Figure 2 was made by CIAT and IITA, with support from national partners in seven countries,
using coordinates of coffee farms from all East Africa (Lderach and van Asten, 2012). Figure 3
focuses on the area of interest for this study, the Rwenzori Mountains. Figures 2 and 3 illustrate
that if the same coffee production systems are kept with the same coffee varieties (this means that
nothing changes and coffee production systems stay the way they are currently), then the areas
suitable for Arabica coffee will drastically change and become less suitable. The green (more
suitable) areas in the figure become smaller when looking at 2030 and 2050 compared with the
map showing current suitability. The yellow, orange and red (less suitable) areas increase.

Smallholder coffee farmers are vulnerable because of various constraints negatively affecting
their livelihoods (i.e., increasing pests and disease pressure, decreasing soil fertility, poor
agronomic practices, postharvest challenges, poor market information and access, gender
imbalances, poor extension services and challenges at institutional level). There is increasing
consensus that to be undertaken, and to be successful, adaptation strategies need to address
those challenges (e.g. improving food security of producers in the short term). Adaptation
strategies are best based on indigenous knowledge and practices (FAO, 2008).

Figure 2: Predicted (according to MAXENT) suitability for coffee production in Arabica


coffee-producing area in Uganda today, in 2030, and in 2050

The coefficient of variation (CV) and measure of agreement (ME) is shown for the study area with the points (black dots)
representing the sampled Coffea Arabica farms (large map); adapted from Lderach and van Asten (2012).

6 The Impact of Climate Change on Coffee in Uganda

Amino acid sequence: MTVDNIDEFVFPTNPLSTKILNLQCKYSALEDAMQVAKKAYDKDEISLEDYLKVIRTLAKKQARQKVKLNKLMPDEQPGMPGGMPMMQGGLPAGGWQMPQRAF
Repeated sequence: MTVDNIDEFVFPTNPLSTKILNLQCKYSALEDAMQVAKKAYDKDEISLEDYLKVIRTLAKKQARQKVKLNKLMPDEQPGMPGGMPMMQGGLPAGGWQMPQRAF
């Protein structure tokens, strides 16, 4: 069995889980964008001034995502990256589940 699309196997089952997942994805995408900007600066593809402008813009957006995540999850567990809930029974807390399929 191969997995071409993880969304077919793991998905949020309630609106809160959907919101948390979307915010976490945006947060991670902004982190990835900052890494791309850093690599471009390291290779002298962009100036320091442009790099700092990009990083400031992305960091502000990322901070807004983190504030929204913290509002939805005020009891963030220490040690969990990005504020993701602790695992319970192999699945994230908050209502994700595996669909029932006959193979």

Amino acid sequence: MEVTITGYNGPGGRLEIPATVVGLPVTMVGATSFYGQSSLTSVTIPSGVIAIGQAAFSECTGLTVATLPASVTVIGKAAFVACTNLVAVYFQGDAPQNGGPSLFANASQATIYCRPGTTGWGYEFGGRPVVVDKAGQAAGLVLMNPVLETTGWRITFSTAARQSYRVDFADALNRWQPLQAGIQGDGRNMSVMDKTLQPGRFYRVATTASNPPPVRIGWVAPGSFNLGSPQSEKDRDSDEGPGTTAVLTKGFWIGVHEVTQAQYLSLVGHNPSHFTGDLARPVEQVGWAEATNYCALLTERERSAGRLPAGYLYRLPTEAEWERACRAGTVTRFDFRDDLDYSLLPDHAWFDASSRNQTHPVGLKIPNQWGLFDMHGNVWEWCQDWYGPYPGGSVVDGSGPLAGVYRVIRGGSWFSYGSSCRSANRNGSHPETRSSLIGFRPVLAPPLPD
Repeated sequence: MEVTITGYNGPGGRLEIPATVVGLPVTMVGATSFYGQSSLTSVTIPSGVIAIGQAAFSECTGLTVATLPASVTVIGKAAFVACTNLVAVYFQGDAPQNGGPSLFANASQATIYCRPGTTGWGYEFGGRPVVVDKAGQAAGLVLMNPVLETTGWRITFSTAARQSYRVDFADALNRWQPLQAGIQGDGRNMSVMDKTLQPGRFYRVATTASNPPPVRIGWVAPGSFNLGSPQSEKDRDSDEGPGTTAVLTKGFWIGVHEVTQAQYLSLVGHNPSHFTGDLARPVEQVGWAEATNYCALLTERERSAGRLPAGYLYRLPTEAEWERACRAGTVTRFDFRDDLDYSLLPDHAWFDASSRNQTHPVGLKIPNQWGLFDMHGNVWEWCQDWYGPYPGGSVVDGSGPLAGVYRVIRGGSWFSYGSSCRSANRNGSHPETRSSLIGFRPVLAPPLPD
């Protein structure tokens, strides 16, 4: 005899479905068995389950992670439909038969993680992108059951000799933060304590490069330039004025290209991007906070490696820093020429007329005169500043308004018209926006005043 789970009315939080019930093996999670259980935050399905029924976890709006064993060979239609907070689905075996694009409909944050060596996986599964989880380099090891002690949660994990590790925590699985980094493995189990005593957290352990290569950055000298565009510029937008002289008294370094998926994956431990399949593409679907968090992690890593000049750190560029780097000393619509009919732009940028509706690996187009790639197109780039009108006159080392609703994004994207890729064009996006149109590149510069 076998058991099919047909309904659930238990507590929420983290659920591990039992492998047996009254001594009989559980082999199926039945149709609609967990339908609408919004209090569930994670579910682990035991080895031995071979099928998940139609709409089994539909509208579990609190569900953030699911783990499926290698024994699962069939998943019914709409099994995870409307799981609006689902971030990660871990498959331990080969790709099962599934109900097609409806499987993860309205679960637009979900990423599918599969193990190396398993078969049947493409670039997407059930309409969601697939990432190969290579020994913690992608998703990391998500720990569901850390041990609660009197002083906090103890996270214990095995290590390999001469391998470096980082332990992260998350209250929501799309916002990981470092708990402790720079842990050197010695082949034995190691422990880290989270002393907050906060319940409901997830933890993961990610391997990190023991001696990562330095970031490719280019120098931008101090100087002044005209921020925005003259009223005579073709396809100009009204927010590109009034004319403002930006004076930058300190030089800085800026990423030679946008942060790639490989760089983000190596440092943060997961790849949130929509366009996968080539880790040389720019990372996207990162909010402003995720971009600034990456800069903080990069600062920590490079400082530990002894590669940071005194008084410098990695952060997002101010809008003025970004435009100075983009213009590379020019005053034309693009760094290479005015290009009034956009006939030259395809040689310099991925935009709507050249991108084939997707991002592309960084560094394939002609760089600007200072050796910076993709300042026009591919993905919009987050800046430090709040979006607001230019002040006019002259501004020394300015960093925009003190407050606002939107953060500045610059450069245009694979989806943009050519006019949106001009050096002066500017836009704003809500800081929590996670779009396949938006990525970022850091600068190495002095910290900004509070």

Figure 3: Predicted (according to MAXENT) suitability for coffee production in Arabica
coffee-producing area in the Rwenzori mountains today, in 2030, and in 2050

The coefficient of variation (CV) and measure of agreement (ME) for the study area with the points (black dots)
representing the sampled Coffea Arabica farms (large map).

CLIMATE CHANGE AND COFFEE PRODUCTION


Predictions show that climate change will have an impact on the suitability of Arabica coffee in
Uganda. Studies have shown that smallholder farmers are already adapting their system to
climate change locally. A field survey was done in order to characterize the existing coffee
systems and examine the coping mechanisms smallholder farmers use.

First, two participatory rural appraisals (PRA) were organized to select farmers at high altitude
and low altitude. During these PRAs, general questions were asked about the coffee systems of
the area and the influence of climate. This helped in setting up a general characterization of the
coffee systems in the region. The site at high altitude was Kithoma and the PRA was attended
by 41 participants (32 men and 9 women). The site at low altitude was Maliba and 38
participants (25 men and 13 women) attended the PRA. The farmers were then asked to rank
the most important cash crops and food crops. In both locations, coffee was ranked as the most
important cash crop. In Kithoma and Maliba, cassava and banana were the most important food
crops, respectively (Table 1).

The Impact of Climate Change on Coffee in Uganda 7


Table 1: Ranking of most important cash and food crops in the selected lower altitude
site and higher altitude site in the Rwenzori region

Maliba lower site Kithoma higher altitude

Cash Food Cash Food


1. Coffee 1. Banana 1. Coffee 1. Cassava
2. Cotton 2. Beans 2. Cotton low areas 2. Beans
3. Banana 3. Cassava 3. Beans 3. Banana
4. Cassava 4. Sweet potatoes 4. Maize 4. Maize
5. Beans 5. Groundnuts 5. Cassava 5. Irish potatoes

Farmers explained during the group discussions that in both locations, coffee had been the
most important cash crop for the past 10 years, even if prices for coffee in the past were lower
than the current price. In Maliba, people used to eat a lot of cocoyam in the past. However,
yams require swamp areas to grow, which have slowly dried out or have been turned into
national parks. Furthermore, swamps are now being more used to grow trees (Eucalyptus).

Today, farmers grow more fruit trees than in the past. Farmers explained that volumes of
harvested crops have reduced in the last few years. Before, there used to be enough surplus for
selling on the market but now, almost nothing is left for sale. In Kithoma, beans used to be more
important than cassava because they were promoted by a seed company. Now, cassava is